California Hospital Violence To Get Regulatory Injection « Law Offices of Timothy Bowles | Top Employment Law Firm in Los Angeles

California Hospital Violence To Get Regulatory Injection

Health Care Worker Fatality Rate
Has Been Twice for All Other Industries Combined

New Labor Code section 6401.8 requires state government, no later than July 1, 2016, to adopt required standards for acute general care and acute psychiatric hospitals plans to prevent workplace violence.

The new statute is from Senate Bill (SB) 1299, approved by Governor Brown September 29, 2014. According to Senator Alex Padilla, the bill’s sponsor, “violence in health care settings is a continuing national problem, and the risk of workplace violence is a serious occupational hazard for health care workers … In 2007, nearly 60% of all nonfatal assaults and violent acts occurred in the health care and social assistance industry… The fatal injury rate between 2003 and 2007 was twice the average rate for workers in all industries combined.”

The two April 20, 2014 stabbings of nurses in separate UCLA hospitals, Olive View and Harbor, likely gave further impetus to the bill.

Section 6401.8 directs Occupational Safety and Health Standards Board published rules on each affected hospital’s adoption of a workplace violence prevention plan “to protect health care workers and other facility personnel from aggressive and violent behavior.” Those standards are to include among other things:

● Plan Must Cover All Staff: A requirement that the prevention plan “be in effect at all times in all patient care units, including inpatient and outpatient settings and clinics on the hospital’s license”;

● Workplace Violence Definition: A minimum definition of “workplace violence” that includes the “use of physical force against a hospital employee by a patient or a person accompanying a patient that results in, or has a high likelihood of resulting in, injury, psychological trauma, or stress, regardless of whether the employee sustains an injury” and any incident involving the use of a firearm or other dangerous weapon (emphasis supplied).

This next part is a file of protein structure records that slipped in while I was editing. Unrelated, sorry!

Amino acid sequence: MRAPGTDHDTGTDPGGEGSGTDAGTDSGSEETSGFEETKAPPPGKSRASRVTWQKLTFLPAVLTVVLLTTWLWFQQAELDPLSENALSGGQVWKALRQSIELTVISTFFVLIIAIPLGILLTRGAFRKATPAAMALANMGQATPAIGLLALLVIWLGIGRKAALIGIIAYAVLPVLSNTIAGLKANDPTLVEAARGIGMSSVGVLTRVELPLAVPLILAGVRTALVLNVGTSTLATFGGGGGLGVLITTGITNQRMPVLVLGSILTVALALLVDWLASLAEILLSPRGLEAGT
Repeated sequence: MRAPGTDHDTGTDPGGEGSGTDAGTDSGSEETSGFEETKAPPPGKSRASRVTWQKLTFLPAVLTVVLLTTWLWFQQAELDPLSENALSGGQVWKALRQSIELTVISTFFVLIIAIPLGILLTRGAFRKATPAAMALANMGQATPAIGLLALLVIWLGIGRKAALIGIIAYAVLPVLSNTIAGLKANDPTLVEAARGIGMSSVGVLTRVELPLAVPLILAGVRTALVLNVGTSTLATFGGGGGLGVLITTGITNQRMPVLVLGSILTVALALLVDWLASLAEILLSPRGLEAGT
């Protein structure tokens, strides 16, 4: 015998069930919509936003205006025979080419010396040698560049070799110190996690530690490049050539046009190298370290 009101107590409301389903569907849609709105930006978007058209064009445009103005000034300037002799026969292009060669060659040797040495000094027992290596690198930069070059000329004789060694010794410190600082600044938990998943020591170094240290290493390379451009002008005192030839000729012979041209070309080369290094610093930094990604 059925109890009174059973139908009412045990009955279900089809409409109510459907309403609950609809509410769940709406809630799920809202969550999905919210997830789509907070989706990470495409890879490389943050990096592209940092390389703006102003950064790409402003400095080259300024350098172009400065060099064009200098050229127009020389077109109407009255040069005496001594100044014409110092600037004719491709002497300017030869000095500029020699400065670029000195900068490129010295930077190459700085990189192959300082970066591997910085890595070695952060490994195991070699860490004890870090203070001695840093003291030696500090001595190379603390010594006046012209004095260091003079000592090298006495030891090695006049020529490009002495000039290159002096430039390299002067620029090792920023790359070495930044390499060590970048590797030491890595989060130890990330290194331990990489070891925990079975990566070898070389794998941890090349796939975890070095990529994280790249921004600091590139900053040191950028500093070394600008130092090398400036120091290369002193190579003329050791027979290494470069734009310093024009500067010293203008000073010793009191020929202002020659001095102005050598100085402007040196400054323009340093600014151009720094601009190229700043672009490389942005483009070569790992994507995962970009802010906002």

● Training: Required violence prevention, procedure and reporting training for all staff, including provision of “critical incident stress debriefing or employee assistance programs”;

● Response: Incident response and investigation protocols;

● Documentation: Required hospital documentation of all violent incidents, to be retained for five years; and

● Reporting: Required hospital reporting to the state of all violent incidents. The report will be required within 24 hours if the incident resulted in injury, involved a firearm or other dangerous weapon or “presents an urgent or emergent threat to the welfare, health, or safety of hospital personnel.”

Web Posting Requirement: Section 6401.8 also requires Division of Occupational Safety and Health (DOSH or Cal OSHA), beginning January 1, 2017, to annually post a report on its Internet Web site containing information regarding violent incidents at hospitals. The Cal OSHA report is to include: ● the total number of reports from covered hospitals; ● which specific hospitals filed them; ● the outcome of any related inspection or investigation; ● the citations levied against a hospital based on a violent incident; and ● recommendations of the division on the prevention of violent incidents at hospitals.

The New Law’s Shortcomings: While the new law commendably emphasizes the importance of building adequate security for workers and will make public the statewide extent of incidents in covered facilities for the first time, it presumes the rate and severity violent attacks will continue. There is no direction to determine the actual sources of such violence in order to address reduction or elimination of these perils altogether.

Section 6401.8 also lacks any initiative to address the prospect of violence from co-workers or from intruders in covered facilities. It also specifically exempts required regulation of state-run hospitals altogether, including psychiatric and prison facilities, arguably the sites of the greatest levels of violent attacks against health care personnel.

Tim Bowles, December 31, 2014